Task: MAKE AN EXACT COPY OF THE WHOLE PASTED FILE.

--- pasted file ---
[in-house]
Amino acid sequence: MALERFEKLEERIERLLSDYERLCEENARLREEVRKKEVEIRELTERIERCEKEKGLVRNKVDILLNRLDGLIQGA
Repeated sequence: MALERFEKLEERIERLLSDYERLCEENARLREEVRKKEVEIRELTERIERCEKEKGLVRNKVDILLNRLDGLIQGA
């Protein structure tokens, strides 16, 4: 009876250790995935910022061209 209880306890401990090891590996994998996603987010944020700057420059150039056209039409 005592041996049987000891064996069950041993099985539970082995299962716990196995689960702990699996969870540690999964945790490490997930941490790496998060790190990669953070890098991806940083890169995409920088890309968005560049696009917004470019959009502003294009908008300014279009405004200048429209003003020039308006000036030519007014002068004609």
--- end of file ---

[in-house]
Amino acid sequence: MALERFEKLEERIERLLSDYERLCEENARLREEVRKKEVEIRELTERIERCEKEKGLVRNKVDILLNRLDGLIQGA
Repeated sequence: MALERFEKLEERIERLLSDYERLCEENARLREEVRKKEVEIRELTERIERCEKEKGLVRNKVDILLNRLDGLIQGA
């Protein structure tokens, strides 16, 4: 009876250790995935910022061209 209880306890401990090891590996994998996603987010944020700057420059150039056209039409 005592041996049987000891064996069950041993099985539970082995299962716990196995689960702990699996969870540690999964945790490490997930941490790496998060790190990669953070890098991806940083890169995409920088890309968005560049696009917004470019959009502003294009908008300014279009405004200048429209003003020039308006000036030519007014002068004609």